“My experience with the Writing Center has been fantastic,” said Acherman. “The staff are amazing and make the process easy and fun. It has been easy to do appointments virtually, and it definitely has taken a weight off of my shoulders knowing that I have extra help if I need it. I feel that the Writing Center transitioned to virtual learning smoothly and efficiently. I have not had any problems, and it feels like I am still learning how to become a better writer.”

UW-Platteville’s branch campuses are also finding students appreciate the flexibility in support options. The Academic Success Center on the UW-Platteville Baraboo Sauk County campus also offers students options for either synchronous or asynchronous support using Zoom and email for tutoring appointments.

“Whatever the student wants, we are here to deliver,” said Claire Reinke, Academic Success Center coordinator.

Similar to the main campus, the Academic Success Center also relies on student tutors, and according to Reinke, they have been instrumental in implementing the new processes.

“They easily accepted the challenge and worked through any learning curve,” said Reinke. “I couldn’t be happier with the level of dedication and professionalism of our student tutors. One specific goal is to offer the same level of service, just in a different mode, and based on anecdotal student feedback, I believe the Academic Success Center tutors are meeting that goal.”

At UW-Platteville Richland, support staff agreed that their main goals when converting to virtual delivery were to ensure services remain accessible to everyone, as well as proactively reach out to students to check in.

“When we first realized the need to transition to virtual delivery, our primary concern was whether students had the technology they were going to need for their coursework,” said Stephanie Joyce, interim director of Student Services at UW-Platteville Richland. “Our IT staff and Student Services staff communicated with students and responded to those who reached out with a need. Our other primary consideration was checking in with students. We wanted to know how students were doing with the alternative delivery of classes, as well as how they were doing physically, mentally and emotionally. It was important to make sure that students were engaging in their courses and were able to communicate effectively with their instructors if there were any issues.”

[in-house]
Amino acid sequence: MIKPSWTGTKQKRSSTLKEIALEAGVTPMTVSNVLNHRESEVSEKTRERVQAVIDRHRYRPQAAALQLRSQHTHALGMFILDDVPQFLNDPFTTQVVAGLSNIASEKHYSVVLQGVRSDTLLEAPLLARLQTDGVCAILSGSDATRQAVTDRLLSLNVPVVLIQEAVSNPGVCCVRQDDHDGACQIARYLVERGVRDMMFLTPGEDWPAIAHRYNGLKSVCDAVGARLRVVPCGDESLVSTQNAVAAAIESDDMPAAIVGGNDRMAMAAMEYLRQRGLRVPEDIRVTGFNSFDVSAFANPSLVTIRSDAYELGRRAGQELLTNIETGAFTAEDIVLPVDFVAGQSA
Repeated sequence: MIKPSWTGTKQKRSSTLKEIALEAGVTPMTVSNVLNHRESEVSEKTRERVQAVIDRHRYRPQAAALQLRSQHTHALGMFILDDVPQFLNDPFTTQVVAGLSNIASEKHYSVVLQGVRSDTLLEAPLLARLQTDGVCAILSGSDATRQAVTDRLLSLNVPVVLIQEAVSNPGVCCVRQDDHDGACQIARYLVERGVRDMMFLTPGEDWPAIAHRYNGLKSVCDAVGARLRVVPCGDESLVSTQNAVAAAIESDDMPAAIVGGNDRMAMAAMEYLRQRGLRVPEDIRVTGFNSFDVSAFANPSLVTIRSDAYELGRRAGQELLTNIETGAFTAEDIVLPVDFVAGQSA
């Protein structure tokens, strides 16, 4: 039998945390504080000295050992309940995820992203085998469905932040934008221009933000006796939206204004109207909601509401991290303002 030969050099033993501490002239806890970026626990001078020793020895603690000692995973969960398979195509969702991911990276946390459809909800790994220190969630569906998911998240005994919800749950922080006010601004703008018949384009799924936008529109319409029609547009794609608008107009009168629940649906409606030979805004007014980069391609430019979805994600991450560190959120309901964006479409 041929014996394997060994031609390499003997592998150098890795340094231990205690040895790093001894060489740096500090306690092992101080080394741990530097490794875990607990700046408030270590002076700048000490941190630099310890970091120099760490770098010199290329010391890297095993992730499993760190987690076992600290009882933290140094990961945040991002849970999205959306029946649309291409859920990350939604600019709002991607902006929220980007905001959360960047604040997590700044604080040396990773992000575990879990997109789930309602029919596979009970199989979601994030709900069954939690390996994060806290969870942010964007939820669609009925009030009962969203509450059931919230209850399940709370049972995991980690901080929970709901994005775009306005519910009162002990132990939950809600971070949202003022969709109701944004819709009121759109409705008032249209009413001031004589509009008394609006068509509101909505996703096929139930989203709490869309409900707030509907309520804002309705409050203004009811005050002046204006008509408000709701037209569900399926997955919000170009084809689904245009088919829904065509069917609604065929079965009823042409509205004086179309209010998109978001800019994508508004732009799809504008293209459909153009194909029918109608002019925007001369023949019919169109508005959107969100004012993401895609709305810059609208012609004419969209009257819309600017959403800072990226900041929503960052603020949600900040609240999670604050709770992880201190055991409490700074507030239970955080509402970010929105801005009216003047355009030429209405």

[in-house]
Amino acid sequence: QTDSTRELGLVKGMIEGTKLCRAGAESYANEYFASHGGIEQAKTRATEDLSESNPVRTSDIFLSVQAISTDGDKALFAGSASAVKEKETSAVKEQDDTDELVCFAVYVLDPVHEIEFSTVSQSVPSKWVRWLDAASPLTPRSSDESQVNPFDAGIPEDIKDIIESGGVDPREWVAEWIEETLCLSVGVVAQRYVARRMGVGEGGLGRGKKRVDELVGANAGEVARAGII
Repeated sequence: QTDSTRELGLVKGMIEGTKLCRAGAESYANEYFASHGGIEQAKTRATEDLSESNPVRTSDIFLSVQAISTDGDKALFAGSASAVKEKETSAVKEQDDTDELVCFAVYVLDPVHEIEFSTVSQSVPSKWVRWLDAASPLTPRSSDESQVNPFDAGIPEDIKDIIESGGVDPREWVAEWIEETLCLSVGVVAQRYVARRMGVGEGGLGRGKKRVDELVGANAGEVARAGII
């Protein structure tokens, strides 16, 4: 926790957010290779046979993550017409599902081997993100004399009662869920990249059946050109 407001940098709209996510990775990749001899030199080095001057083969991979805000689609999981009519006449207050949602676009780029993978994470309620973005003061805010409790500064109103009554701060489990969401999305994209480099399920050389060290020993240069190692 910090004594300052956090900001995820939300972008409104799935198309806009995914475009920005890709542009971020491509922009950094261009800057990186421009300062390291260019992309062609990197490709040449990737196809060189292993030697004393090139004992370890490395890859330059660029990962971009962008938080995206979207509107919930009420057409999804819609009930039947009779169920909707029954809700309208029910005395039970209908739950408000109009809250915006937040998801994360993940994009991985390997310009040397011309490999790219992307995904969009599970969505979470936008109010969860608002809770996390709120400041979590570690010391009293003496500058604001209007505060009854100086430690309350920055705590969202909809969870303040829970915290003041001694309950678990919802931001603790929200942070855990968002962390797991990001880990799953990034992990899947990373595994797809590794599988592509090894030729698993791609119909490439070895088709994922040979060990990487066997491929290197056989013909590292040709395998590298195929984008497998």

As the semester comes to an end, staff on all three campuses will evaluate their services with an eye toward identifying long-term improvements they can incorporate into their standard offerings once students return to campus.

“We are definitely looking forward to reviewing this semester and finding what the pros and cons are and what parts we want to carry over into our standing offerings,” said Weller. “What place does virtual tutoring have alongside face-to-face tutoring? We’re looking forward to finding out what is the best way to do that for our students.”

Reinke added, “I am currently surveying students to determine what time of day they are likely to seek out tutoring – morning, afternoon or evening.  This will help with planning whether we remain in alternate delivery mode or are on campus in the coming months. The silver-lining is that this new normal is helping me to better meet the needs of students.”